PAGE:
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Challenge students with MATLAB practice on Cody

I’ve recently been talking with professors eager to use Cody in the classroom.  From these discussions, I’ve learned of seven great reasons to challenge your students with MATLAB practice problems in Cody:

1.       Great problems to draw on

There are already over 900 ready-made MATLAB programming problems, in just the first year online.  Search for your subject matter of interest.  Check back often, as the Community area is growing rapidly.

2.       Fits into your workflow

Navigate to Cody problems by hyperlink directly from your Learning Management System (LMS), HTML syllabus page or simply link directly into each Cody problem in email to your students.

3.       Engaging for the learner

As Jeff points out on the Community Blogs, Cody has an addictive quality you can use to deepen student engagement.

4.       Can use online and/or with MATLAB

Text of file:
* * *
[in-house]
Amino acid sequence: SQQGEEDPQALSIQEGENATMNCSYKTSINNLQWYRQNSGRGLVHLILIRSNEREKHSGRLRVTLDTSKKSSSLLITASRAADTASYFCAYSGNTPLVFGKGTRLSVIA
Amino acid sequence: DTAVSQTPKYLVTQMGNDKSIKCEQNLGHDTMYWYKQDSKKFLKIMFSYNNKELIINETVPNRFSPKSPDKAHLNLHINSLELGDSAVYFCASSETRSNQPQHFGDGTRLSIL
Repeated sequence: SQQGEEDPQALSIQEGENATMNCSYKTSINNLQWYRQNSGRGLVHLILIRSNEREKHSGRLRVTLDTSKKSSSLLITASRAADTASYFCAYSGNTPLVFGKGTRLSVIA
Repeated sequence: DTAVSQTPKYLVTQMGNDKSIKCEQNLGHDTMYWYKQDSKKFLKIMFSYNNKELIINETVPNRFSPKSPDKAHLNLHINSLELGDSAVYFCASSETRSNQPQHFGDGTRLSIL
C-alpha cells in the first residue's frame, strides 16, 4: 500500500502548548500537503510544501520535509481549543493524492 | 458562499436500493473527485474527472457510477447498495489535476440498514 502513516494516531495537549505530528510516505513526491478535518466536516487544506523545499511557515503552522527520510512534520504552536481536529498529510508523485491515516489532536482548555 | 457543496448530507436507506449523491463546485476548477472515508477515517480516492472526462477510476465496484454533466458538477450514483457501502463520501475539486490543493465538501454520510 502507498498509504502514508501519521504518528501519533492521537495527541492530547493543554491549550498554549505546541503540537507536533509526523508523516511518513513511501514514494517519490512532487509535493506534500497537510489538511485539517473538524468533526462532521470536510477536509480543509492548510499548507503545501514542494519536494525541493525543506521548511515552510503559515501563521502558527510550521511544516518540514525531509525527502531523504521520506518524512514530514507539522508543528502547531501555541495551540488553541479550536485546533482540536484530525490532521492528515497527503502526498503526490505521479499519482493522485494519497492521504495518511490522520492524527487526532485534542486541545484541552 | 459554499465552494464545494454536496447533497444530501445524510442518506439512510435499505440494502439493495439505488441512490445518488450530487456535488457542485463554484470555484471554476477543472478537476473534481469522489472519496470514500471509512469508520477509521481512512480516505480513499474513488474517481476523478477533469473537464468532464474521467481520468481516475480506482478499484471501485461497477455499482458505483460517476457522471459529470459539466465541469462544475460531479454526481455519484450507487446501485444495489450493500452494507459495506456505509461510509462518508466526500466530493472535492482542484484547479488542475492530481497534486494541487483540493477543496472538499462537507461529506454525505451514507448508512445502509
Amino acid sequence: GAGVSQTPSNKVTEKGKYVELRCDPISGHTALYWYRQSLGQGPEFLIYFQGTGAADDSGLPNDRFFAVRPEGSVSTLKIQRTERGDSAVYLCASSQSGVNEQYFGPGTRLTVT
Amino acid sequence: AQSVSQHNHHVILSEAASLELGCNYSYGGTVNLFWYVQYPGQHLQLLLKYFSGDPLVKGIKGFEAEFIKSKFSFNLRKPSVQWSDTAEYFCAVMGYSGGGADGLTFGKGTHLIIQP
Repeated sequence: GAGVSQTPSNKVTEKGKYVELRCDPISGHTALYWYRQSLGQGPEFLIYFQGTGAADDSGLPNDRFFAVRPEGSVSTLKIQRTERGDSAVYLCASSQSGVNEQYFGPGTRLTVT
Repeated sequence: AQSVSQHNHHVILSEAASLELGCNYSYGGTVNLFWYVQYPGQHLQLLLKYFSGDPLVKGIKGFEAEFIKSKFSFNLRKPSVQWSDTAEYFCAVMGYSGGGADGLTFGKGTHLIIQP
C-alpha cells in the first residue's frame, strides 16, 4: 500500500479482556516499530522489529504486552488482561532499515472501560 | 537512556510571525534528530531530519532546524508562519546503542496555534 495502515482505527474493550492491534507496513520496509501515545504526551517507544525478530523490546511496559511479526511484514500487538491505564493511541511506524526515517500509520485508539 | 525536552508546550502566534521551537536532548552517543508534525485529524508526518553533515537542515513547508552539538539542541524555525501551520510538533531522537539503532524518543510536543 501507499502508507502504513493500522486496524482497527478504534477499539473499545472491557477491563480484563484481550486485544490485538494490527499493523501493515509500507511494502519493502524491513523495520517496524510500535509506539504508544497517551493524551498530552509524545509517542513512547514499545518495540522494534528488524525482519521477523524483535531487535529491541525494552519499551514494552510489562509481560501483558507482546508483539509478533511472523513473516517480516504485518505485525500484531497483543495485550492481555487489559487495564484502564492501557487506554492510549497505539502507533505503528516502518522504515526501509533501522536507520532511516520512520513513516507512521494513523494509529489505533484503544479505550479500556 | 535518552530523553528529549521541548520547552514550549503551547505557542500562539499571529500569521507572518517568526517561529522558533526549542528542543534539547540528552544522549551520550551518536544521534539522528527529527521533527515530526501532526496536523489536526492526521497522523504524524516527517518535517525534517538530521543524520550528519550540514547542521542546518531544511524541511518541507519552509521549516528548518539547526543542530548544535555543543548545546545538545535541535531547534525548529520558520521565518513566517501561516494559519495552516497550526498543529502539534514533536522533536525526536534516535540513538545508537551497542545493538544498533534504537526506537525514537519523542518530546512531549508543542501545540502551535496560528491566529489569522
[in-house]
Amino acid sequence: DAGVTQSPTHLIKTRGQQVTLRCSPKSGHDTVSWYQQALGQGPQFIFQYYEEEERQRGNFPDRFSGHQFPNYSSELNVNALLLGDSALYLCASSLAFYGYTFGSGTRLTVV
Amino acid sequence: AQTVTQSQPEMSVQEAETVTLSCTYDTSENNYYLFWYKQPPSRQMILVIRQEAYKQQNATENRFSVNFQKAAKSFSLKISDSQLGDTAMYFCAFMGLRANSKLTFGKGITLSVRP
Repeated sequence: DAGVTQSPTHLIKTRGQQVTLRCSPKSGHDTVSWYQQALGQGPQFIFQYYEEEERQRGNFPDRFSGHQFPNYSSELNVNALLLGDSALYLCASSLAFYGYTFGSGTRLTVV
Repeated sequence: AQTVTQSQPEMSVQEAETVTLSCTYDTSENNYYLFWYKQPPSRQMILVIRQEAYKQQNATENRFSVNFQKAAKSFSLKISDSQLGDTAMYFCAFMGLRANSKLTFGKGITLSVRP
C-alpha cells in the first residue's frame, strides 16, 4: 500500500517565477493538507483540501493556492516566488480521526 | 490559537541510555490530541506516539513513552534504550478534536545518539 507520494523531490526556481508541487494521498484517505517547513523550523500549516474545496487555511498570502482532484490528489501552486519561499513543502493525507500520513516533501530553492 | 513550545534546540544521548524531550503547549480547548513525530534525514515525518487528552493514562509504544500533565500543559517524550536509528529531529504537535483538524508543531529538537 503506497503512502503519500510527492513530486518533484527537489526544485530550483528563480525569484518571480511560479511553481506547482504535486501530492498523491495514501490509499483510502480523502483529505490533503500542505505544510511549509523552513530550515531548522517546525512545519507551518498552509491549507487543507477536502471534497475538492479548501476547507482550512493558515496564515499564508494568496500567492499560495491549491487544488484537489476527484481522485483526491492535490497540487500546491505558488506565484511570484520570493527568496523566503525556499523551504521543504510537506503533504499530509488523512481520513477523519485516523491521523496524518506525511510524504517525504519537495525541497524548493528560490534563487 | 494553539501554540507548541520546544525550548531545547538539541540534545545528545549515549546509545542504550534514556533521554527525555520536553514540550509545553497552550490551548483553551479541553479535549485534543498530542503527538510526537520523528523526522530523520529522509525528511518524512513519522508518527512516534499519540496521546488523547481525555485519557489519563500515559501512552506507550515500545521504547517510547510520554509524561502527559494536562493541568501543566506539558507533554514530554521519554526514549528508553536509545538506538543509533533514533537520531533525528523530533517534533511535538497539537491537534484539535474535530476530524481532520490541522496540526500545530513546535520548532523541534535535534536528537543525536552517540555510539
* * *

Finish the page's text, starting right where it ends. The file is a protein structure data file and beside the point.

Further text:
Copy the Cody test suite into desktop MATLAB.  Let students write their Cody function with the full power of MATLAB, then paste their answer back into Cody to verify correctness.  For example, the Times 2 problem could be solved in MATLAB as follows:


function y = times2(x)
% Modify the line below so that the output y is twice the incoming value x
y = 2*x;
% After you fix the code, press the "Submit" button, and you're on your way.

Running testsuite.m confirms the function passes each test case, hence success.

5.       Create your own problems

Try creating a Cody problem for yourself.

6.       Experiment to see how people try to solve your problems

Draw on the MATLAB Central community to confirm your Cody problem challenges exactly the skills you want students to learn.  We offer you a large population of MATLAB experts eager to try out the latest MATLAB programming puzzle.  Use the Solution Map to see outlier attempts, to better understand how your students could react before offering the practice problem in class.

7.       Identify learning gaps

Using the solution map, keep an eye across multiple problems from the point in time you’ve offered in class.  Compare these across problems to identify subject matter areas meriting more lecture coverage.  For example,

Problem 7: Column Removal

shows a cluster of incorrect attempts worth exploring.  You’ll quickly see which topics need follow-up coverage in class.

I’ve also prepared a five minute video to demonstrate the above points.  Please let me know how you’ve found Cody helpful.

Try Cody for yourself at, and get your students addicted to learning in MATLAB.

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